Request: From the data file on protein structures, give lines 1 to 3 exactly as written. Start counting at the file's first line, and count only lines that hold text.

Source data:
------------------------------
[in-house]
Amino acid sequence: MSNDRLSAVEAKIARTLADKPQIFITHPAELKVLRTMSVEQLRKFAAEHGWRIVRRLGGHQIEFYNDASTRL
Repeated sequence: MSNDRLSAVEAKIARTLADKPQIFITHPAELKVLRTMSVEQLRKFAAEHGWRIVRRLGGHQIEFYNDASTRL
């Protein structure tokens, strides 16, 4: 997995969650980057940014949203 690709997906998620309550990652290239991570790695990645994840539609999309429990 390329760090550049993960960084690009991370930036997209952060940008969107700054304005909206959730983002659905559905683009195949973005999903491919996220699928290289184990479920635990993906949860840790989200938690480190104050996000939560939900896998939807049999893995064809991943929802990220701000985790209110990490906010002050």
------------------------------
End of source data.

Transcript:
[in-house]
Amino acid sequence: MSNDRLSAVEAKIARTLADKPQIFITHPAELKVLRTMSVEQLRKFAAEHGWRIVRRLGGHQIEFYNDASTRL
Repeated sequence: MSNDRLSAVEAKIARTLADKPQIFITHPAELKVLRTMSVEQLRKFAAEHGWRIVRRLGGHQIEFYNDASTRL